Known worldwide for his musical innovations in jazz, Paul Horn is considered a founding father of world music. His musical career spans five decades, 50 albums, five Grammy nominations, and two Grammy awards. Not only is he an esteemed solo artist, but he has also performed with the likes of Duke Ellington, Miles Davis, Frank Sinatra, Nat King Cole, Tony Bennett, Buddy Rich, Chick Corea, Paul McCartney, Donovan, Quincy Jones, and Ravi Shankar.
And Mr. Horn is no stranger to the Transcendental Meditation technique. Early in his jazz career, he discovered the Transcendental Meditation technique and later travelled to India to study with Maharishi Mahesh Yogi.
“I began meditating in 1966 and it’s been the major tool in my life, it served me in every way—it changed my life in every way.”
Inspired by his experience of meditation in India he recorded the groundbreaking and truly exotic collection of flute solos, Inside the Taj Mahal. The album became one of Epic Records largest selling albums of that era.
Over the years, Mr. Horn has continued his tradition of touring sacred places and has performed in such exotic locations as the Great Pyramid of Giza, the cathedrals of Lithuania, Canyon de Chelly in the United States and the Potala Palace in Lahasa, Tibet. Horn was the first westerner to be granted permission to perform inside this massive structure considered the spiritual center of Tibetan Buddhism.
Recently Mr.Horn performed in the 25,000 square foot Maharishi Patanjali Dome at Maharishi University of Management in Fairfield, Iowa. Mr. Horn was also a featured speaker at the university’s Music and Consciousness Symposium which explored the development of consciousness as a key ingredient in the creation, performance and teaching of music.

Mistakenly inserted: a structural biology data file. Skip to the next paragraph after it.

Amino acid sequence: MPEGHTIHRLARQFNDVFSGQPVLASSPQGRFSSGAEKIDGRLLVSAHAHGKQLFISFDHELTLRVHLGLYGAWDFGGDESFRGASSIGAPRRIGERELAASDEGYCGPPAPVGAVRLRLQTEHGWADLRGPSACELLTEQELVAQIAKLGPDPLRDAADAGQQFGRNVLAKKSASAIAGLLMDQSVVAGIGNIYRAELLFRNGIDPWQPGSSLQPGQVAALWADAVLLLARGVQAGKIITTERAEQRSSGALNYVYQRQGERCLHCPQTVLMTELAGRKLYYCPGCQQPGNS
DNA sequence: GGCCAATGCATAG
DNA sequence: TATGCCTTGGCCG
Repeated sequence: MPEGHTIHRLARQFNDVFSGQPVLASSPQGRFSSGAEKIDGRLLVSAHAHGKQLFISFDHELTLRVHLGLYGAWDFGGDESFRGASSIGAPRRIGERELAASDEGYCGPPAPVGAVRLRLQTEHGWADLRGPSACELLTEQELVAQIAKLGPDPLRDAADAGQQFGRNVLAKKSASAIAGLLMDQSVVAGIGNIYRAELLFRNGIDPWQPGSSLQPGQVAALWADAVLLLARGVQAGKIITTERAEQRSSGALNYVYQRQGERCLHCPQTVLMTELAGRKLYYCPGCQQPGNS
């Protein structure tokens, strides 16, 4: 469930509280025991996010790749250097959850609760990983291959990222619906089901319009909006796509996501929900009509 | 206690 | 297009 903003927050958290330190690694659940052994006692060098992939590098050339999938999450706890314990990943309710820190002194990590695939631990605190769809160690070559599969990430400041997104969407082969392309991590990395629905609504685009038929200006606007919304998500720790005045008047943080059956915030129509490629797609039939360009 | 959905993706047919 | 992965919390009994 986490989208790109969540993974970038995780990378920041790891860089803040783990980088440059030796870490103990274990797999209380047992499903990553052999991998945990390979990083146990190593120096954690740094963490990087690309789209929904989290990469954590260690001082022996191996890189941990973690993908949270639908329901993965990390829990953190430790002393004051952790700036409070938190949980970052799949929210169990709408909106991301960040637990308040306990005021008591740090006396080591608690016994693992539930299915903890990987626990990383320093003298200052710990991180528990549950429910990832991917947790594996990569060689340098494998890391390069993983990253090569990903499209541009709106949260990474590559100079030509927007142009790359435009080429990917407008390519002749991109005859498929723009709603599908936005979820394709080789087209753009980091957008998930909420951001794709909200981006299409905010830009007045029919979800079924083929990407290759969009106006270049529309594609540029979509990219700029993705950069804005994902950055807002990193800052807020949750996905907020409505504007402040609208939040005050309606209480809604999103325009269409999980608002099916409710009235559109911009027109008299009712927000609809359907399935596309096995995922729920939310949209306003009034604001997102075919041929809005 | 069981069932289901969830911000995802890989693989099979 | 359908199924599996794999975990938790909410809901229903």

Another highlight of the symposium was a presentation by Paul Horn’s wife, Ann Mortifee, who is an award winning singer, poet and author. Born in Zululand, South Africa, Ann Mortifee has recorded ten CDs, written three musicals and scored for several ballets and films. She is also a frequent speaker on the role of creativity in healing as well as many environmental and women’s issues.
Joining Mr. Horn and Ms. Mortifee were meditating musicians from around the United States and Canada, including, Eugene Watts, a founding member of the world renowned Canadian Brass, and recording artist, acclaimed flugelhorn performer and composer Ed Sarath, a member of the music faculty at the University of Michigan and is U.S. coordinator and a member of the board of directors of the International Association of Schools of Jazz.
In his book, Inside Paul Horn, he describes it like this: “We are traveling in historical time, from the present to the distant past. We are traveling inwardly as well, through the music of meditation.”
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